Sunday, June 27, 2010

The Environmental Cost Of Growing Pot : NPR

The Environmental Cost Of Growing Pot : NPR

I just visited the redwoods in Humboldt and heard a lot about the prevalence of growing marijuana. It is now quasi-legal since it is so easy to get a medical referral. And it is quite popular.

It was interesting to hear about the environmental consequences of public policies towards marijuana. According to the story most marijuana was grown outside with minimal inputs. As policing efforts increased much growing was pushed indoors, which takes a great deal of electricity, up to twenty times more than what a normal home would take.

As production has been pushed to remote areas diesel generators were needed, leading the diesel leak into a stream that the story mentions.

I think the most interesting effect will be what will happen if marijuana is legalized in California. Growers fear a drastic drop in prices that would make it uneconomic to grow indoors. Would the producers then ask for subsidies?

The law of unintended consequences remains in effect. Legalizing marijuana turns it into another farm commodity that works under the principles of agricultural economics. Criminalizing the weed increases prices and might reduce supply leading to even higher prices. The transition is sure to be complicated. Do we really need another drug? An interesting story.

Saturday, June 26, 2010

Genetically Altered Salmon Set to Move Closer to Your Table -

Genetically Altered Salmon Set to Move Closer to Your Table -

I don't eat salmon that much. It will be interesting to see if people will buy the salmon with the genetically engineered fast growth. According to the article, the meat is identical. The fish don't get bigger than normal salmon, they just achieve their size faster.

If the meat doesn't have a special label it will be accepted by consumers. If if has a special frankenfish label and their is regular fish along side it then no one will buy it.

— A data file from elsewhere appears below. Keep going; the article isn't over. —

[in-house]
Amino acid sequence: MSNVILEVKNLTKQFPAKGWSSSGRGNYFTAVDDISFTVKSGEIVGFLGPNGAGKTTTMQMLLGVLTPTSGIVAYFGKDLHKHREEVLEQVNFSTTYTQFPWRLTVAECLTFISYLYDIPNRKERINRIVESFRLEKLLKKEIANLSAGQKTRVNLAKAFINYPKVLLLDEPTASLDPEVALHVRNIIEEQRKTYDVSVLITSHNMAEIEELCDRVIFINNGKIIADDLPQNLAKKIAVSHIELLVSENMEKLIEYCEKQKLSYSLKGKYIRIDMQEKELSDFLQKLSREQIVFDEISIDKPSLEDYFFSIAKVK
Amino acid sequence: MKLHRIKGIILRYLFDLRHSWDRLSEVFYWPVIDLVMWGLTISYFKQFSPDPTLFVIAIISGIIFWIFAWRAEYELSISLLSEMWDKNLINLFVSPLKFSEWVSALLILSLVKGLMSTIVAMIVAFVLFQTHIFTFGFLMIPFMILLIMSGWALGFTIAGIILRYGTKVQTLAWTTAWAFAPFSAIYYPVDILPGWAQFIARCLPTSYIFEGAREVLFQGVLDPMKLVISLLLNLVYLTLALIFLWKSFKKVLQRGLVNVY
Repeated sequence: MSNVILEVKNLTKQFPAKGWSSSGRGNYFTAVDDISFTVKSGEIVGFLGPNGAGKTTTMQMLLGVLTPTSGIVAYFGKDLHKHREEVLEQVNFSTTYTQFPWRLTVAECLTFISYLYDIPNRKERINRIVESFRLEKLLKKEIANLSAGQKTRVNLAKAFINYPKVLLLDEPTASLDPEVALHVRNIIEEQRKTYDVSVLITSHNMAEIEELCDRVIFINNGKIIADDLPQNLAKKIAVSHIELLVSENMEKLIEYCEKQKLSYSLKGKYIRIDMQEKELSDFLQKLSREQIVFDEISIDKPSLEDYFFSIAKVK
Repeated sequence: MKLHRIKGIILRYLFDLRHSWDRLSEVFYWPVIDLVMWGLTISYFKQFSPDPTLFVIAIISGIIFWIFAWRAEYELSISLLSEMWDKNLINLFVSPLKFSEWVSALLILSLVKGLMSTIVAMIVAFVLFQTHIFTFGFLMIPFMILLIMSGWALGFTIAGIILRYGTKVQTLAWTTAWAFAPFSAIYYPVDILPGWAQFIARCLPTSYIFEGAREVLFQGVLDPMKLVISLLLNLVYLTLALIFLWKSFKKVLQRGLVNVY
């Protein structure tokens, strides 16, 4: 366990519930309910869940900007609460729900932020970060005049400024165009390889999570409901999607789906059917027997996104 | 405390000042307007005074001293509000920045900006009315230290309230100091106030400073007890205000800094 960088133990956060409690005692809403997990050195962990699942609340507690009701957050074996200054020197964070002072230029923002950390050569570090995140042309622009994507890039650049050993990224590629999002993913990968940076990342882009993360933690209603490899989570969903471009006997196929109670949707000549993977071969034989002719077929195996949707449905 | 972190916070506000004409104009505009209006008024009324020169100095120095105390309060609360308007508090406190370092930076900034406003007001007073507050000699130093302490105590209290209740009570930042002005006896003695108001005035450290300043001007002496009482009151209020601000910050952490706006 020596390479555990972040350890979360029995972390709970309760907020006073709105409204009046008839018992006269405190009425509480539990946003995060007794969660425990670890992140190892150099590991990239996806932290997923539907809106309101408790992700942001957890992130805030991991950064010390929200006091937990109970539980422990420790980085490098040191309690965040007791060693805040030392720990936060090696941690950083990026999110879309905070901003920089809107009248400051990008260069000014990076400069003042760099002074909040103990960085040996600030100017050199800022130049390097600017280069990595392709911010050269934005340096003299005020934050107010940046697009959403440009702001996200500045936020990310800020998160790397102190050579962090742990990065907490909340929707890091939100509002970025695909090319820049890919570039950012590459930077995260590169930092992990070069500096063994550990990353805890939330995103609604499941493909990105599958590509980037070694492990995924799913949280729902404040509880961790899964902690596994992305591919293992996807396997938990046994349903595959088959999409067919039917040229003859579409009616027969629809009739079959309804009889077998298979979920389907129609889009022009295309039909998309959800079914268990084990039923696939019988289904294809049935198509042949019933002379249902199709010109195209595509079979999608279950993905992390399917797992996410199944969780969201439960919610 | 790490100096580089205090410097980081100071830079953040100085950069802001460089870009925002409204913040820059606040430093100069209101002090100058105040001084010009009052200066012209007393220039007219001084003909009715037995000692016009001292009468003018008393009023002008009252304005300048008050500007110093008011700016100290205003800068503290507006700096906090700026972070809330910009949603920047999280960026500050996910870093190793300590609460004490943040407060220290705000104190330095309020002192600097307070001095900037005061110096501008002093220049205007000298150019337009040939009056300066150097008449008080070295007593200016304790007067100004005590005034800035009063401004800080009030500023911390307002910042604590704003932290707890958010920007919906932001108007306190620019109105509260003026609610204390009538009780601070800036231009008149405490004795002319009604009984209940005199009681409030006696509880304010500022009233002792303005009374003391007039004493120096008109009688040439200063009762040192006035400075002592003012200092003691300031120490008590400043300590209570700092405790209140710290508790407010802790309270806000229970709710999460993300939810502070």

Thursday, June 24, 2010

New Topographic Map Format Available

While looking for a map on the US Geological Survey site today I found a new format of topographic maps. Previously it was easy to download a scanned topographic map in pdf format. Today I noticed that for some regions there is a new kind of map called a US Topo. It has a true color aerial photo for a base with all the usual topographic map features on top. 

For example, below is a part of the Iron Springs 7.5 minute map showing the Waynesboro Reservoir, which was made in 1995.
Following is the June 2010 version of the same area.
For some maps there is a Digital Maps beta version that doesn't yet have the contour lines. The new maps can be purchased in paper format. Even better is the pdf format. The data in the new maps can be separated in the reader, just like in a GIS. When you install the free TerraGo add-on in Adobe Reader you can make measurements of direction and distance directly on the map. Very Cool! It is all available at Topographic maps will never be the same again!

Wednesday, June 23, 2010

Mansfield Park

I recently finished Mansfield Park, in audiobook format. At first I thought this would be a Cinderella story, where Fanny overcome the adversity of being a near-orphan living with her wealthier relations. As the story continued it became more and more complicated.

I kept wanting Fanny to become more assertive. Instead I started to see her as a blank slate where her total virtue was used to show the shorctomings of her cousins, aunts, uncle, and all the other characters. It wasn't until the end of the book where she goes to visit her family that she showed some reactions of her own.

I didn't understand why Fanny and Edmund opposed the play so much. Was it just too show that it could lead to temptation? After a while I got tired of hearing about propriety so much. I read somewhere that Jane Austen had participated in amateur theatricals with her family. Did she oppose it or did she just use this situation to make the story?

Also it was obvious that Fanny would end up with Edmund. Didn't they worry then about first cousins marrying? And he never seemed to really understand her in spite of all his kindness.

I loved the characters in this book. Aunt Norris and Lady Bertram are fabulous. Henry and Mary Crawford are also great. I have known people like this and will think of these characters when I meet more. I can see coming back to this story again. I think next time I will read it, although I really liked the audiobook version.

Tuesday, June 22, 2010

"Steller's Jay"

Originally uploaded by Rick Leche.

While visiting a redwood grove in Humboldt State Park last week we noticed this bird swooping down on us as we walked among the trees. Come to find out it is Steller's jay. Here's a good picture I found on Flickr in the bird guide group.
I got a few usable pictures of my own at the park visitor's center.



The park did have warning out to not feed the jays. They adapt easily to being fed and can overpopulate, which make them a danger to other bird species. They are fascinating to watch, though.